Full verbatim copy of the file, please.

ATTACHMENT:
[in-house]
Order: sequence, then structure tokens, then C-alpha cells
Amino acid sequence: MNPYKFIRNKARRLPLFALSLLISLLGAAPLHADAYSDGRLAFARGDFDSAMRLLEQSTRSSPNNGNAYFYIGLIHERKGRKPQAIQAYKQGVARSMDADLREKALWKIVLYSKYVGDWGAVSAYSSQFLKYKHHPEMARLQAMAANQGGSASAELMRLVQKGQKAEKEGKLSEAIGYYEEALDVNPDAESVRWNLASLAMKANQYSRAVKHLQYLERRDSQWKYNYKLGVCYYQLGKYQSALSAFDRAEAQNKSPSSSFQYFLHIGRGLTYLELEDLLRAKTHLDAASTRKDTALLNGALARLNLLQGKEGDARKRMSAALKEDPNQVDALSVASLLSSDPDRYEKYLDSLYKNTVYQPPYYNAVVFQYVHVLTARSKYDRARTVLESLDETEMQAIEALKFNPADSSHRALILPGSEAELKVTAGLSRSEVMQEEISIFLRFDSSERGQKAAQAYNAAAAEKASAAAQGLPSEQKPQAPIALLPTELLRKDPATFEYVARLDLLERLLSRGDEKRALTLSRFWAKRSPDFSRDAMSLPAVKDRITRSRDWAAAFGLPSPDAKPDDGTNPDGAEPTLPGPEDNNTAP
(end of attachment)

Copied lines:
[in-house]
Order: sequence, then structure tokens, then C-alpha cells
Amino acid sequence: MNPYKFIRNKARRLPLFALSLLISLLGAAPLHADAYSDGRLAFARGDFDSAMRLLEQSTRSSPNNGNAYFYIGLIHERKGRKPQAIQAYKQGVARSMDADLREKALWKIVLYSKYVGDWGAVSAYSSQFLKYKHHPEMARLQAMAANQGGSASAELMRLVQKGQKAEKEGKLSEAIGYYEEALDVNPDAESVRWNLASLAMKANQYSRAVKHLQYLERRDSQWKYNYKLGVCYYQLGKYQSALSAFDRAEAQNKSPSSSFQYFLHIGRGLTYLELEDLLRAKTHLDAASTRKDTALLNGALARLNLLQGKEGDARKRMSAALKEDPNQVDALSVASLLSSDPDRYEKYLDSLYKNTVYQPPYYNAVVFQYVHVLTARSKYDRARTVLESLDETEMQAIEALKFNPADSSHRALILPGSEAELKVTAGLSRSEVMQEEISIFLRFDSSERGQKAAQAYNAAAAEKASAAAQGLPSEQKPQAPIALLPTELLRKDPATFEYVARLDLLERLLSRGDEKRALTLSRFWAKRSPDFSRDAMSLPAVKDRITRSRDWAAAFGLPSPDAKPDDGTNPDGAEPTLPGPEDNNTAP